Bank of America was fined $12 million yesterday by the Consumer Financial Protection Bureau for not reporting data about the race, ethnicity, and sex of individuals obtaining mortgage loans from the mega-bank, instead choosing to lie and say that the consumers were unwilling to provide that information.
The Background: The Home Mortgage Disclosure Act, a federal law, requires lenders to report data about mortgage applications and originations to the federal government. The data makes sure that lenders are not discriminating or engaging in questionable lending patterns.
- How did the CFPB figure out BofA employees were submitting false data? Well, when hundreds of loan officers report that 100% of mortgage applicants chose not to disclose their demographic data over a three-month period, that raised some red flags. In most cases, the bank’s employees weren’t even asking for the information; they were just recording that the individuals were choosing not to provide it. The company stopped monitoring this step in 2016, and by 2020, the not-provided rates for race and ethnicity jumped from 6% to 17%.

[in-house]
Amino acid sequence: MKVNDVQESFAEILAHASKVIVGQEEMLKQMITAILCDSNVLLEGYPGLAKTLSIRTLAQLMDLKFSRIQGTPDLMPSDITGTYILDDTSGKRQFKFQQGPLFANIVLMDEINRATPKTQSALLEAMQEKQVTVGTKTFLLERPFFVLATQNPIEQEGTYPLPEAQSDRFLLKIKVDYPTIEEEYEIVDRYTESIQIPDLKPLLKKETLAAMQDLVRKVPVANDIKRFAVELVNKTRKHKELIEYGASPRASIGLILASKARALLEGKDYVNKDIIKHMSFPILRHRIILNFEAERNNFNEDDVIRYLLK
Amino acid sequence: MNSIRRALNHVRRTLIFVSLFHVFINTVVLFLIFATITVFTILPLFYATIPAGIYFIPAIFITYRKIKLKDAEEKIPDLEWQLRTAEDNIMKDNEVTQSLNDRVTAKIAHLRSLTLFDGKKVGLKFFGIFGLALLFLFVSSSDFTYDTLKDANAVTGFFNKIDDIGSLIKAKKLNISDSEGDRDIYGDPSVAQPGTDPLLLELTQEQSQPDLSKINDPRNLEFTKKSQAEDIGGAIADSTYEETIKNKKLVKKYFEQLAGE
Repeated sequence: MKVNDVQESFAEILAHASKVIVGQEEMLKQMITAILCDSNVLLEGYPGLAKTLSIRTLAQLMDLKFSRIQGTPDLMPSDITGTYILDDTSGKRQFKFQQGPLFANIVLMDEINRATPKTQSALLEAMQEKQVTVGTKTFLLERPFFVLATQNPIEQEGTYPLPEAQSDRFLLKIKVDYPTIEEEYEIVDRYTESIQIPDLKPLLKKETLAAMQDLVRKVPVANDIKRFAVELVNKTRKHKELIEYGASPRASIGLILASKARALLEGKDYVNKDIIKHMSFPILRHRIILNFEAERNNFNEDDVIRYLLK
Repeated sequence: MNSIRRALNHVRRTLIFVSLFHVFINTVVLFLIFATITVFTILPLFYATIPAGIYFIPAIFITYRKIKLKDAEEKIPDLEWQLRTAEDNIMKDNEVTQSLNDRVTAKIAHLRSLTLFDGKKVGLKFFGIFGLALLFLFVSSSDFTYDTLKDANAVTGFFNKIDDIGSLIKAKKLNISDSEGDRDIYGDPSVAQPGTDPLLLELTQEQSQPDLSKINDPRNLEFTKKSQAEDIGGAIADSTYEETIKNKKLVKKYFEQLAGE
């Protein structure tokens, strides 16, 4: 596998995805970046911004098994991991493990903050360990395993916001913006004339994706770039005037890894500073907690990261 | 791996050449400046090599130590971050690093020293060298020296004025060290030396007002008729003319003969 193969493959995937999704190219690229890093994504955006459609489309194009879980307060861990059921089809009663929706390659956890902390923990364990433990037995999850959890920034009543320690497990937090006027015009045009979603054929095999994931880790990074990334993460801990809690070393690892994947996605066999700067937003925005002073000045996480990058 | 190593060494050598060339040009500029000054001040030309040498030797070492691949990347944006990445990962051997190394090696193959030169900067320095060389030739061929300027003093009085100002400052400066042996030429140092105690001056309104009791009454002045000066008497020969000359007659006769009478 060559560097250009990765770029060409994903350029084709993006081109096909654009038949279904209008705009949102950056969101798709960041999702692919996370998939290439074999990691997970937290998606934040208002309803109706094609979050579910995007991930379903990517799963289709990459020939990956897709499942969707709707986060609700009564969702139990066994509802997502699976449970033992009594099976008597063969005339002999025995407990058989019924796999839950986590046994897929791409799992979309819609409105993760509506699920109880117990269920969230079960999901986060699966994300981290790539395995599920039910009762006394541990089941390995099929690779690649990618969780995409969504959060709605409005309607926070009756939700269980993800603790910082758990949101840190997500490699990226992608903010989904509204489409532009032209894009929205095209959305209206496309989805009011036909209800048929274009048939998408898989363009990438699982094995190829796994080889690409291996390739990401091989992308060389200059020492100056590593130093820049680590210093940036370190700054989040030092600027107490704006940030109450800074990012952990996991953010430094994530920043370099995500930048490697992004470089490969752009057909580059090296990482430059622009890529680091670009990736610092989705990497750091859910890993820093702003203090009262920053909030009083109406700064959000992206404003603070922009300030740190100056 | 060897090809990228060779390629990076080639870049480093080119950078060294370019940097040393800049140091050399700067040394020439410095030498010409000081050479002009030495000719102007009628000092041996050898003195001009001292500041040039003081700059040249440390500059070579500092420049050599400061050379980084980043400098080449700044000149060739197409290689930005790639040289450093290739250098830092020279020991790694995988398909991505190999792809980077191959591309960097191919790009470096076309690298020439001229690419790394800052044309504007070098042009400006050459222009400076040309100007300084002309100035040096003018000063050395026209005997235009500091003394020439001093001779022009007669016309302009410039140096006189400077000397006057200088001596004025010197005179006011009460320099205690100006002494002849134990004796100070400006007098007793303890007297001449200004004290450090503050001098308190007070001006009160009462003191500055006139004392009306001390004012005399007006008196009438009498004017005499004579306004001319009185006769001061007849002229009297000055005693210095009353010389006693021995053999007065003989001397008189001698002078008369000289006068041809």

- The CFPB also found that BofA knew that this was happening as early as 2013, “but turned a blind eye for years” rather than try to address it.
The Penalty: BofA will pay a $12 million fine to the CFPB’s Civil Money Penalty fund.
- It will also have to take steps to ensure that future mortgage data is reported properly.
- Going back to 2014, this is the fifth enforcement action taken against Bank of America by federal regulators. Those orders have totaled $1.2 billion in fines.